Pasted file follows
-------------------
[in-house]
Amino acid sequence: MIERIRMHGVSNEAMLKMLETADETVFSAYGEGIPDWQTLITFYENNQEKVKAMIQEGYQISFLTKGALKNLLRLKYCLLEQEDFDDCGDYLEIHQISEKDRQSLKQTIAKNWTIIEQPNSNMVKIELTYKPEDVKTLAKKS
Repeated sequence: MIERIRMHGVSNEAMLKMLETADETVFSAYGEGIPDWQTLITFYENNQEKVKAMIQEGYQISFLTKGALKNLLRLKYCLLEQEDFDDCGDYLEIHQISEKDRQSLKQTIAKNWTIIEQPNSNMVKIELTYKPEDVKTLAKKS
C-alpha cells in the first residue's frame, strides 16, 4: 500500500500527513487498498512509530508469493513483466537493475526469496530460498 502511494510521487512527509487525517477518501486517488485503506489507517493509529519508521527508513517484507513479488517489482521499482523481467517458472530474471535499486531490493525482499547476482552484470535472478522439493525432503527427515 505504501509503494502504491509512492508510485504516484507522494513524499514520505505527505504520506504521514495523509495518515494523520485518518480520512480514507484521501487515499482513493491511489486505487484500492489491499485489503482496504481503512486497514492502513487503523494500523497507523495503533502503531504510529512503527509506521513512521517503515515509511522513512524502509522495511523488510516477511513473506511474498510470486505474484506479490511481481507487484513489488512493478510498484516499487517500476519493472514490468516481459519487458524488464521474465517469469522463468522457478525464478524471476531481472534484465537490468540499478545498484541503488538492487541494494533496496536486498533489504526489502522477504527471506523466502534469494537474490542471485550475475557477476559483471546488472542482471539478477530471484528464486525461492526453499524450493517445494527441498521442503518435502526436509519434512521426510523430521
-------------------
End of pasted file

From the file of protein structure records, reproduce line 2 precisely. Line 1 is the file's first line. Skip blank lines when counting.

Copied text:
Amino acid sequence: MIERIRMHGVSNEAMLKMLETADETVFSAYGEGIPDWQTLITFYENNQEKVKAMIQEGYQISFLTKGALKNLLRLKYCLLEQEDFDDCGDYLEIHQISEKDRQSLKQTIAKNWTIIEQPNSNMVKIELTYKPEDVKTLAKKS